I've always appreciate how the DRL of our car allowed me to choose how much power I wanted to shine on the road so I could dim the lights when not needed or following another car. Going with LED that wasn't possible anymore so that's why I chose to disconnect the DRL relay and use the parking lights as DRL, wire the fog on their own switch and have small LED pods in the front on the tail light circuit to add just enough surround light to drive most of the time on the taillight and not the low beams (which are now rather powerful), then turn on the fog when I need a little extra light or visibility and keep the low beams for when I really need them. That way I can keep the light pollution to a minimum and hopefully other drivers will notice and slowly start to trigger awareness to the excessive amount of light that can't be modulated on today's cars. Even more since the laws around here are very lacking on how and how much light you are allowed to emit on public roads. Everyone aggress that excessive lighting is a major problem on our roads, yet no one is acting forward with solutions to effectively allow the drivers to modulate the light output of their vehicle or enforce headlight aiming like they enforce seat belts or window tint.
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Old 04-27-2018, 04:41 PM   #22
pb2k
 
Drives: 07 Yaris HB
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Hey @ David C, how hard was it to convert the parking lights to DRL? I'm in the same situation where I installed new LEDs and pulled my DRL relay. Any pictures or links to good information would be appreciated.

Right now I have some Sylvania 0.7W 2825 LED's but I think I'll need to move those to the side markers and get some T10s closer to 3W for them to be bright enough to not draw any unnecessary attention from the constabulary. What are you using?

Last edited by pb2k; 04-27-2018 at 04:59 PM.
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Old 04-27-2018, 10:13 PM   #23
David C
 
Drives: White '07 3dr LB
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Quote:
Originally Posted by pb2k View Post
Hey @ David C, how hard was it to convert the parking lights to DRL? I'm in the same situation where I installed new LEDs and pulled my DRL relay. Any pictures or links to good information would be appreciated.

Right now I have some Sylvania 0.7W 2825 LED's but I think I'll need to move those to the side markers and get some T10s closer to 3W for them to be bright enough to not draw any unnecessary attention from the constabulary. What are you using?


I'm using the Phillips interior Vision 194 bulbs in the parking lights, I tap a 12v ignition powered from pin 3 of the alternator connector, since the led draws so little, the 10A GAUGE circuit that this wire is being fed from won't mind. Then I used a nearby bolt to ground to frame. If I remember, pin 3 is the green wire (at least on my own car).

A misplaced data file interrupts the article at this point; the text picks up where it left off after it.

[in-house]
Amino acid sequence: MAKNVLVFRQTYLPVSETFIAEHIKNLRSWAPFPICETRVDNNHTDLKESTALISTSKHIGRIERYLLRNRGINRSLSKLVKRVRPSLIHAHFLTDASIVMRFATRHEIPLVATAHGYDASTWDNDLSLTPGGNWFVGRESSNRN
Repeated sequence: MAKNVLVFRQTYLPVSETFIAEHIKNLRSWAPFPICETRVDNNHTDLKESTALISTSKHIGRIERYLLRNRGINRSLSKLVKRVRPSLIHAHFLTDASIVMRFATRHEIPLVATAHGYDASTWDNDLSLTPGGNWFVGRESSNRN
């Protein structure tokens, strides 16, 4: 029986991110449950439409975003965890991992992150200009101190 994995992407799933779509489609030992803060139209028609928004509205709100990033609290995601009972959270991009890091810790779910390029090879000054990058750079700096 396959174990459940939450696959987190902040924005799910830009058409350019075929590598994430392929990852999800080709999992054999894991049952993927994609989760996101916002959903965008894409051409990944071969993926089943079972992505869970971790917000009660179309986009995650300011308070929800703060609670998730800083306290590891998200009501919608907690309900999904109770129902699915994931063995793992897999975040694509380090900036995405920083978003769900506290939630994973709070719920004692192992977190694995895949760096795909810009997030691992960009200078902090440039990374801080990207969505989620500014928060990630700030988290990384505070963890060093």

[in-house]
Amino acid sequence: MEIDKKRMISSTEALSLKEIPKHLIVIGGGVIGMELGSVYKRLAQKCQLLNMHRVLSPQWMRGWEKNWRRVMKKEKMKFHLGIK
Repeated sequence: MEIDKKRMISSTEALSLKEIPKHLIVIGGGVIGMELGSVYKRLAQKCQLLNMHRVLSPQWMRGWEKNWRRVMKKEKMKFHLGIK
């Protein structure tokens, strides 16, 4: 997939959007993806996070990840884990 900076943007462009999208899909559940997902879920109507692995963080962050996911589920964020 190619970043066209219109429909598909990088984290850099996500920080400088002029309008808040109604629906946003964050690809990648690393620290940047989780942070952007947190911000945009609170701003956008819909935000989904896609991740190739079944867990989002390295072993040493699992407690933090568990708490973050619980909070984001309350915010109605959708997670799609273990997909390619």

I did grab a pair of parking light connectors from the scrap yard so I wouldn't have to hack into the car factory harness.
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Old 04-29-2018, 06:26 PM   #24
pb2k
 
Drives: 07 Yaris HB
Join Date: Jan 2017
Location: Calgary
Posts: 16
My Experience for anyone else looking to make this mod:

After pouring over the diagrams for several hours, and tearing half my dash apart, I found that the wires for the parking lamps and side marker lamps show up in a connector in the engine fuse box (along with the turn signals). If you want to isolate just the parking lamps it would have to be done here, but I was OK with running the marker lights too.

The parking lights and side markers are then tied together and then pop out at the main fuse block under the steering wheel on connector 4B pin 33 (pink wire fourth from bottom right). I grabbed power from the 10A GUAGE circuit on 4B pin 19 (green wire top right) by splicing in with an insulation displacement ("easy splice") connector.

I chose to cut the pink wire to prevent backfeeding voltage to the tail lights, but by doing this I lose the ability to use my front parking lights unless the ignition is in the run position. A multi-way switch could probably be added to fix this issue.


It should be possible to splice the cut pink wire directly to the green wire, however I spliced in a fuse holder with a 5A fuse(just the size I happened to have), just as a final safety measure.

Notes:
07' Hatchback 2 door CE.
0.7W LEDs in side markers (warning, larger COB LEDs won't fit)
~0.8W LEDs in parking lights (I'm looking for some slightly brighter ones)

Warnings:
The wires in the under dash fuse panel are barely accessible, you'll need small-ish hands to even get in there and if you break a wire or screw anything else up, it will be nearly impossible to fix without major dash disassembly.